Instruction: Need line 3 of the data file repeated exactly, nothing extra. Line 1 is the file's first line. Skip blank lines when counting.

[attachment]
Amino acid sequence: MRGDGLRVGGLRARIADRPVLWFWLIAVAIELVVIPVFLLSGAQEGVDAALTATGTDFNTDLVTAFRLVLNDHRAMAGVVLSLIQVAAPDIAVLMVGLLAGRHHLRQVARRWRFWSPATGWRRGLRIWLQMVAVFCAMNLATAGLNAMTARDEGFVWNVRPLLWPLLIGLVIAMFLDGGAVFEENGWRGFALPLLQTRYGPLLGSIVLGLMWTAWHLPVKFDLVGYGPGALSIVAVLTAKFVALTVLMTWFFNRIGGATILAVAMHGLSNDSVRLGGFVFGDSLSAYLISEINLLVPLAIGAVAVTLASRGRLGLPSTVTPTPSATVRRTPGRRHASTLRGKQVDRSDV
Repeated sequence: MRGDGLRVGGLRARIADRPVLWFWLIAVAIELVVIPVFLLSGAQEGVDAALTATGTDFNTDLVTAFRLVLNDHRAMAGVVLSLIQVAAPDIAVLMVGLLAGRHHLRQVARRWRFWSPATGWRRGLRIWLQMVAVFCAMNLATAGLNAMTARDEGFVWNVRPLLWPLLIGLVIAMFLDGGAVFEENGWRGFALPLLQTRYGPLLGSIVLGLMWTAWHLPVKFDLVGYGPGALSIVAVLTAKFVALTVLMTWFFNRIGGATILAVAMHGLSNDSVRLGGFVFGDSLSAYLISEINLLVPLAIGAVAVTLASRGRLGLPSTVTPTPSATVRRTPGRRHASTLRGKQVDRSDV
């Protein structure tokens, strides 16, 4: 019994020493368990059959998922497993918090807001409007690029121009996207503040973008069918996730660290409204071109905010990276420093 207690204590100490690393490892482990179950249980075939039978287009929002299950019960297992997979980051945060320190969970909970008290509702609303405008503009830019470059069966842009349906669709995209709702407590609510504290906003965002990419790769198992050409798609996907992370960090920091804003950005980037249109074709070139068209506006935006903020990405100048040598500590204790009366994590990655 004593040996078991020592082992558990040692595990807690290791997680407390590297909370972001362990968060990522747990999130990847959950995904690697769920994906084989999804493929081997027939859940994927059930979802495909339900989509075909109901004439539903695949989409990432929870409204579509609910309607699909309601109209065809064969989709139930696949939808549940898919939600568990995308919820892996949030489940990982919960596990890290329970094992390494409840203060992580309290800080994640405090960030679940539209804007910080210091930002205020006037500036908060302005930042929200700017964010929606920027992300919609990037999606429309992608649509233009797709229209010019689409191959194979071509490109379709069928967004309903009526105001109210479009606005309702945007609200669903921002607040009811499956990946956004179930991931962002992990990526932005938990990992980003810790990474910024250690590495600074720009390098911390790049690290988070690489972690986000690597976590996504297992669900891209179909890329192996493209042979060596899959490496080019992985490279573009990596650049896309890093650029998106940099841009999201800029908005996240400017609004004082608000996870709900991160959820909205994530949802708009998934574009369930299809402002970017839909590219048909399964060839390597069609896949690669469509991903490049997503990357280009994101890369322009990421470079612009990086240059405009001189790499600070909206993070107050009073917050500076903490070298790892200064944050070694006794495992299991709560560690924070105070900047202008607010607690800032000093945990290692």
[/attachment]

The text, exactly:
């Protein structure tokens, strides 16, 4: 019994020493368990059959998922497993918090807001409007690029121009996207503040973008069918996730660290409204071109905010990276420093 207690204590100490690393490892482990179950249980075939039978287009929002299950019960297992997979980051945060320190969970909970008290509702609303405008503009830019470059069966842009349906669709995209709702407590609510504290906003965002990419790769198992050409798609996907992370960090920091804003950005980037249109074709070139068209506006935006903020990405100048040598500590204790009366994590990655 004593040996078991020592082992558990040692595990807690290791997680407390590297909370972001362990968060990522747990999130990847959950995904690697769920994906084989999804493929081997027939859940994927059930979802495909339900989509075909109901004439539903695949989409990432929870409204579509609910309607699909309601109209065809064969989709139930696949939808549940898919939600568990995308919820892996949030489940990982919960596990890290329970094992390494409840203060992580309290800080994640405090960030679940539209804007910080210091930002205020006037500036908060302005930042929200700017964010929606920027992300919609990037999606429309992608649509233009797709229209010019689409191959194979071509490109379709069928967004309903009526105001109210479009606005309702945007609200669903921002607040009811499956990946956004179930991931962002992990990526932005938990990992980003810790990474910024250690590495600074720009390098911390790049690290988070690489972690986000690597976590996504297992669900891209179909890329192996493209042979060596899959490496080019992985490279573009990596650049896309890093650029998106940099841009999201800029908005996240400017609004004082608000996870709900991160959820909205994530949802708009998934574009369930299809402002970017839909590219048909399964060839390597069609896949690669469509991903490049997503990357280009994101890369322009990421470079612009990086240059405009001189790499600070909206993070107050009073917050500076903490070298790892200064944050070694006794495992299991709560560690924070105070900047202008607010607690800032000093945990290692």